Lots of tweaks need to find out if an app is currently open, or even to open them itself. The way it does this is to use the SBDisplayStacks, however as there isn't an iVar in any classes that give them to you each tweak hooks the init & dealloc methods of that class. Then each tweak tracks them itself. Another thing it does is track which applications are actually running at any one time by maintaining an array of running applications. This also manages launching applications for you. If you want to launch an application animated it'll let iOS perform the standard app switch animation (which is about 0.5-0.6 seconds). However if you don't what an animation but instead to switch instantly from one app to another it'll push and pop the applications itself to the various displayStacks. Even if no one else finds this useful I'll be able to minimise code in my own tweaks.
Returns an NSArray ordered oldest to newest.
Get an SBApplication object of the application currently in the foreground, will be nil if on homescreen.
Although part of the point of LibDisplay is that you shouldn't need to you can, if you wish get the displayStacks themselves (or if you need even more control get the array of the displayStacks).
// Array of the displayStacks [LibDisplay sharedInstance].displayStacks // The displayStack you push launching applications onto. [[LibDisplay sharedInstance] SBWPreActivateDisplayStack] // The displayStack of displays currently showing, how we get the currently open app. [[LibDisplay sharedInstance] SBWActiveDisplayStack] // The displayStack you push closing displays onto. [[LibDisplay sharedInstance] SBWSuspendingDisplayStack] // I guess the displayStack things like skype are backgrounded to??? [[LibDisplay sharedInstance] SBWSuspendedEventOnlyDisplayStack;
To allow multiple tweaks to use this I decided against a standard delegate and went for this instead. Each object sent most conform to the 'LibDisplayDelegate' protocol.
// Add delegate [[LibDisplay sharedInstance] notifyOfAppLaunches:self]; // Remove delegate [[LibDisplay sharedInstance] removeNotifier:self];
LibDisplay can also switch applications for you. Most of the time you'll want to animate between apps as that is what iOS does and so is what the user expects. In this case LibDisplay will tell iOS's built in method (SBUIController activate...) to switch applications. However if you do your own animation such as CardSwitcher does then behind this clever little animation you just what the apps to switch instantly, that way you can control exactly how long or short the animation the user sees should be.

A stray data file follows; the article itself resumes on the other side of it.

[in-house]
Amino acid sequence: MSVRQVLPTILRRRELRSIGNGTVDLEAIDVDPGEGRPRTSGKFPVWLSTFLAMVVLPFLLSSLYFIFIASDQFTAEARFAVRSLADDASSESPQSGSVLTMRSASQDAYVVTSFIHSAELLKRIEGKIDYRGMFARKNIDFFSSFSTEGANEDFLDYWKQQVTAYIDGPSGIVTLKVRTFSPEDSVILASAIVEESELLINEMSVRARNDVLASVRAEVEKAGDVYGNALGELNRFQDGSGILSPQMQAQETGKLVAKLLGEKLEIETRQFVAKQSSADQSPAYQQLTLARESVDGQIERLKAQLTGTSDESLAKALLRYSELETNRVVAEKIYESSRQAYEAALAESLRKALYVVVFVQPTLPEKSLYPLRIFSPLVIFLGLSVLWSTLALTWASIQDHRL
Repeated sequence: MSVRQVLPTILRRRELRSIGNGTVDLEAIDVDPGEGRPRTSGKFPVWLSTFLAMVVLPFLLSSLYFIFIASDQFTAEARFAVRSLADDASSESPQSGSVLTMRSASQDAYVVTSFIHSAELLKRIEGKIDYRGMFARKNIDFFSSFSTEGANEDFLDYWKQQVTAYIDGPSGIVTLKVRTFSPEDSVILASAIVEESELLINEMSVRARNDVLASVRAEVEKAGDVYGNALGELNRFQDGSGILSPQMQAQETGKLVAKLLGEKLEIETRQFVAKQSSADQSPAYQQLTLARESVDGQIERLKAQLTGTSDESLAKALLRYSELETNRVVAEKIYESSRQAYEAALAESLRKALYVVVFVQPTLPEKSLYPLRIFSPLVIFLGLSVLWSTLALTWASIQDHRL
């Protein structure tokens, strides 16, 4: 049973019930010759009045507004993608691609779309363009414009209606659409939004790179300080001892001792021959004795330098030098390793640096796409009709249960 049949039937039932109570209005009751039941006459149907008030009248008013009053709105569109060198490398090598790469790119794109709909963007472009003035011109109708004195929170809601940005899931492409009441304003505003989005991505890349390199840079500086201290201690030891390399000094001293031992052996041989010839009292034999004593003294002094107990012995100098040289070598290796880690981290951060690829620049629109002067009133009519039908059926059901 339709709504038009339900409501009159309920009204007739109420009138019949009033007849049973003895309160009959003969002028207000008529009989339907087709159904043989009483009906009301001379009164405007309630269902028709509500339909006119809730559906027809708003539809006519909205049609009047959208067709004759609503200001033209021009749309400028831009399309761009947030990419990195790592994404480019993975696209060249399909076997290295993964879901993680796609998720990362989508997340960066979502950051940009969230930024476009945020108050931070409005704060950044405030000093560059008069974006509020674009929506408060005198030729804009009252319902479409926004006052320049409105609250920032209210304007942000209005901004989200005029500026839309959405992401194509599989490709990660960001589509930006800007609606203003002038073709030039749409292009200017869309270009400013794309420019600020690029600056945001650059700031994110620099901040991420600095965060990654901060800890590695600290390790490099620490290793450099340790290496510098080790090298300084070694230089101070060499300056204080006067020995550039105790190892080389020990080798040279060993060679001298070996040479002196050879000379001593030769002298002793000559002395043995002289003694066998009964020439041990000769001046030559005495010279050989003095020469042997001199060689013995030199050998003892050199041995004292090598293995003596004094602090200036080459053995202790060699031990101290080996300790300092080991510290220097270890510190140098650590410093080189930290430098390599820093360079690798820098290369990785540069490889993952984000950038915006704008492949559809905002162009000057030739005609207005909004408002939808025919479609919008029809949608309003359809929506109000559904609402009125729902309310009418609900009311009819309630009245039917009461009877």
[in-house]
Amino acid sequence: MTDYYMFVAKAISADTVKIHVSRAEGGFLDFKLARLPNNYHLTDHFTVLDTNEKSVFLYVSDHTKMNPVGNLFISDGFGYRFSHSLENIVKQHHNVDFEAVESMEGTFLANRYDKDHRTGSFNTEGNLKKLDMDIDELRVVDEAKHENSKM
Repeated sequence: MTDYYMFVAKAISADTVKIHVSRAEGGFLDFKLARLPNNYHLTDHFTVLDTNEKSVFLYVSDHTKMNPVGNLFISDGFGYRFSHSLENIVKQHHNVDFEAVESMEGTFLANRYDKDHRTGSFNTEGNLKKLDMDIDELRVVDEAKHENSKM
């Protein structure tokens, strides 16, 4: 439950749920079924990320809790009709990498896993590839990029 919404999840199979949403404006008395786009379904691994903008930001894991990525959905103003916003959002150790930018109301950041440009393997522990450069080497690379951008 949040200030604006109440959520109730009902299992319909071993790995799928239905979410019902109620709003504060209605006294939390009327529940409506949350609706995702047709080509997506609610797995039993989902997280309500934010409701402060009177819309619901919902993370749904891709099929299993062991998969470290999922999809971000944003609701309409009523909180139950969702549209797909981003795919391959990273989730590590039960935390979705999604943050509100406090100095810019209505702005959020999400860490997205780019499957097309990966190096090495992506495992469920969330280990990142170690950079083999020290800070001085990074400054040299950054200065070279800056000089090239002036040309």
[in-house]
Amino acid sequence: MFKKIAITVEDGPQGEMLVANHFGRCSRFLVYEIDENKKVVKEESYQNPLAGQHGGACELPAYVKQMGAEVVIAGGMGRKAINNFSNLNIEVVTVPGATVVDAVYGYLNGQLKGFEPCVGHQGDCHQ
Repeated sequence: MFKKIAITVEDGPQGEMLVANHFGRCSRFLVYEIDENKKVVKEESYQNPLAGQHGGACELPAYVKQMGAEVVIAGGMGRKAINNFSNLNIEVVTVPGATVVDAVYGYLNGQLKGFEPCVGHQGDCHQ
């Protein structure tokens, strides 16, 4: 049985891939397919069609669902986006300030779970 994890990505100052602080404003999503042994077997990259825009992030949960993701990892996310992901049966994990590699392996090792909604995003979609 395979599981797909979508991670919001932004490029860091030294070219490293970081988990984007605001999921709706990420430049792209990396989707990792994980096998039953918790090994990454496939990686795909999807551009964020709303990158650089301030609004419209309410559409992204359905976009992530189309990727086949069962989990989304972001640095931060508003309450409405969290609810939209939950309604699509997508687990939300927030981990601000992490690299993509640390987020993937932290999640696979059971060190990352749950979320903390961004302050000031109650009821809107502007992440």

// Activate an app with the default switcher animation. [[LibDisplay sharedInstance] activateApplication:toApp animated:YES]; // Deactivate the currently open application (the animated flag is pointless here) [[LibDisplay sharedInstance] activateApplication:nil animated:YES]; // Activate an application instantly. // If it is already backgrounded it'll appear instantly, else it'll appear as soon as it has loaded into memory. [[LibDisplay sharedInstance] activateApplication:toApp animated:NO];
LibDisplay can also quit applications as well as launch them. This is the part that needs work [app kill] works on most apps but has 2 problems, it crashes them (kill = instant) so they don't do there close down methods like saving ect... & it doesn't work on root apps (namely iFile being the one people will notice). I was given some code to close apps properly by "@jmeosbn" on GitHub. However it causes a weird SpringBoard crash on iOS 4.0 and as it doesn't crash instantly but after a delay I haven't be able to/tried much to fix it. There's a hacky solution where it'll only run his code if on iOS 4.1+ as that's what I tested it as working on. It works quite well, however I would like to improve this method.
// Quit an application (won't remove from the app switcher) [[LibDisplay sharedInstance] quitApplication:app]; // Quit an application and specify if you want it removed the app switcher as well. [[LibDisplay sharedInstance] quitApplication:app removeFromSwitcher:YES];
- Get a UIImage of a currently running application.
- Get a live view of an open app? (would be pointless mostly, just use the SBApplication methods).
- ? (I can't think of anything else really)